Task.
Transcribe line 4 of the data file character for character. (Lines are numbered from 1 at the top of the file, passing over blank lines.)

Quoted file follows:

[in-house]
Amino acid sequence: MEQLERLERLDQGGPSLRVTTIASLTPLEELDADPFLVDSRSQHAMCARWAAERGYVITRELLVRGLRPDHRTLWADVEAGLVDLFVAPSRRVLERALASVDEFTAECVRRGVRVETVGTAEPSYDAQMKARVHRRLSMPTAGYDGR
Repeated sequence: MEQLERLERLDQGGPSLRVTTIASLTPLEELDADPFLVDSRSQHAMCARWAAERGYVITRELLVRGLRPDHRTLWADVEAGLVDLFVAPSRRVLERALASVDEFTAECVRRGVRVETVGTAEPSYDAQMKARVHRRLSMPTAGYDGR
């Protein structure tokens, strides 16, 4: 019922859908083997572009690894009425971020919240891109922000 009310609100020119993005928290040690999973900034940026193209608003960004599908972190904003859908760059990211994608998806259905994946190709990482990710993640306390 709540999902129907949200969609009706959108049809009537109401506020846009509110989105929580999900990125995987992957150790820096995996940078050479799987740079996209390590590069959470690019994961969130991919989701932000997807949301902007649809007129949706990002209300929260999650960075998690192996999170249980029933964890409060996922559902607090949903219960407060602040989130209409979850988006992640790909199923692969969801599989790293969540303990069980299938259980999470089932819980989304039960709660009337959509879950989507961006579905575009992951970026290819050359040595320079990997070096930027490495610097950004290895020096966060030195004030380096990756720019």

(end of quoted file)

């Protein structure tokens, strides 16, 4: 019922859908083997572009690894009425971020919240891109922000 009310609100020119993005928290040690999973900034940026193209608003960004599908972190904003859908760059990211994608998806259905994946190709990482990710993640306390 709540999902129907949200969609009706959108049809009537109401506020846009509110989105929580999900990125995987992957150790820096995996940078050479799987740079996209390590590069959470690019994961969130991919989701932000997807949301902007649809007129949706990002209300929260999650960075998690192996999170249980029933964890409060996922559902607090949903219960407060602040989130209409979850988006992640790909199923692969969801599989790293969540303990069980299938259980999470089932819980989304039960709660009337959509879950989507961006579905575009992951970026290819050359040595320079990997070096930027490495610097950004290895020096966060030195004030380096990756720019």